Over the the last few months I have been going back to much older video games to pick up where I left off and finally complete them. Among those games I’ve returned to is Remember Me, a 2013 video game developed by Dontnod Entertainment and published under Capcom. I had forgotten that the studio behind the widely successful Life Is Strange series were the same people who did Remember Me seven years ago. After playing the game and beating it a few weekends ago, one of the things that stood out in my mind was the recurring theme of memories that has popped up in the French studio’s later titles.
What has made riding out a global pandemic tolerable these last few months are the various streaming services with thousands of movies and TV shows available to entertain us. If you pay for more than one service, like I do, it has become a growing dilemma to decide what to watch on any given day or week. I’m not usually an indecisive person, but even I have succumbed to endless scrolling or browsing syndrome when I’m in the mood to watch something. After finishing an older TV series on Amazon Prime not too long ago (Downton Abbey), I was in the market for a newer TV series to binge watch. With a passionate recommendation from my sister it eventually led me to dedicating the next few weeks to Netflix’s The Haunting of Bly Manor.
It probably doesn’t need to be said that 2020 has been a wild ride and not the best kind. Anything terrible or unbelievable that has happened to us personally or to the world at large will almost always be blamed on the year itself. We’re exhausted, frustrated, and maybe less optimistic than we were 10 or 20 years ago. At this point we would be glad to rush the end of 2020 in the hopes things will somehow look up in 2021. Whether or not it will happen remains to be seen, and there is that ever persistent fear nothing will change no matter how hard we try. Despite the turbulent year I do try to find some pockets of sunshine and reasons to celebrate. This month marks the anniversary of the simpleek blog.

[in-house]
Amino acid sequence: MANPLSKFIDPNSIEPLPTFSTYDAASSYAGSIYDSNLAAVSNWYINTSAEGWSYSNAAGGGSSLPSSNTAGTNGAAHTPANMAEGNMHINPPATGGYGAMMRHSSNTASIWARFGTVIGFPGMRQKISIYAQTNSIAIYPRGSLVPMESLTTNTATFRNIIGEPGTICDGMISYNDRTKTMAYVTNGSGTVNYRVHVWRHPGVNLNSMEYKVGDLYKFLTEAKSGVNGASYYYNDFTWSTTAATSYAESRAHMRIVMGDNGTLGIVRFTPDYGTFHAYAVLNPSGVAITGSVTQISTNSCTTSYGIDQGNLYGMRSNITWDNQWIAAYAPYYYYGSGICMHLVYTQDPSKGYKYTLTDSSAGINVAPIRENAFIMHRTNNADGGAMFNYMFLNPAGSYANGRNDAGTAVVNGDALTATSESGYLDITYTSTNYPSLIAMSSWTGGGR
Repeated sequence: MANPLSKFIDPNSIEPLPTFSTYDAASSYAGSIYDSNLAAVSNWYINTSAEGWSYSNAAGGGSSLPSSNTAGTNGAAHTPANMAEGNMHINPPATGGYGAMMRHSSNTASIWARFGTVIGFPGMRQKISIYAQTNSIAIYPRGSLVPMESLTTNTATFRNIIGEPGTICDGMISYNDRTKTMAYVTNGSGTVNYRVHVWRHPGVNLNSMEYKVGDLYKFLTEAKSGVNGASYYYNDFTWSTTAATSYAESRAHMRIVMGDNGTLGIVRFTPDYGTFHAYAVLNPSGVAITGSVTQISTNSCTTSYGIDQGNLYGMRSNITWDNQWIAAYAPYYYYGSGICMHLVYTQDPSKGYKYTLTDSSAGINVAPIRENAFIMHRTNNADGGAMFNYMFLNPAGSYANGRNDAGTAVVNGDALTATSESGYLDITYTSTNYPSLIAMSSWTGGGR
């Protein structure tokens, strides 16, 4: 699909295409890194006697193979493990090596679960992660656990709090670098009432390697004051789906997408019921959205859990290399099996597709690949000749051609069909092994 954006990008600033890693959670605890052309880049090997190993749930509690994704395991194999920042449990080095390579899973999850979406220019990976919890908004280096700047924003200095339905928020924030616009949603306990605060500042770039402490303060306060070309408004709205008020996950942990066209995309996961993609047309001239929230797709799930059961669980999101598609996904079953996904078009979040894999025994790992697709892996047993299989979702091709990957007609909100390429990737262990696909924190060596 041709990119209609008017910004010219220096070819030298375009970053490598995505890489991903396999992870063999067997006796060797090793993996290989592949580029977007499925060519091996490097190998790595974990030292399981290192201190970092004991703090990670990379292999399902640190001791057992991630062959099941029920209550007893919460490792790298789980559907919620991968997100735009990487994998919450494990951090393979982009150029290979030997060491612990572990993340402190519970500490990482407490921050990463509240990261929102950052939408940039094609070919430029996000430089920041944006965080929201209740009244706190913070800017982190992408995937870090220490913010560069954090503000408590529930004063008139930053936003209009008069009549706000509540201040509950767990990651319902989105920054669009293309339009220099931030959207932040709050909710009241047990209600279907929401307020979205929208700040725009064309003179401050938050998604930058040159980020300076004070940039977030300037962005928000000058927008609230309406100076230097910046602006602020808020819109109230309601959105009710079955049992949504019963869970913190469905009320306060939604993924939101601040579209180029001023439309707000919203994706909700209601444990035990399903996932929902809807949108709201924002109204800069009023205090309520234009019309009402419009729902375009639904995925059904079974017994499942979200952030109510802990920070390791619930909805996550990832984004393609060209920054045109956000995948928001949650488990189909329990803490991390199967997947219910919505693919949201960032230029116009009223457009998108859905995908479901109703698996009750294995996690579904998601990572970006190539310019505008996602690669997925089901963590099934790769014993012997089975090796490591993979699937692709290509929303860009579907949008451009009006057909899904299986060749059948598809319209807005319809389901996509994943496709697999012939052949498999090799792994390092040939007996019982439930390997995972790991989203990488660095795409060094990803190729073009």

Retreading video games you started years ago, but never finished, brings forth a number of feelings. It’s like someone you met briefly but never really got to know better, or recalling memories that now seem vague and hazy with the passage of time. Since the pandemic has forced many of us to stay at home longer than we would have under normal circumstances, it has opened up opportunities to shift your attention on other activities that used to be deemed as “I’ll get to it eventually.” The much older video games in my backlog have been getting a lot more love and attention in recent months.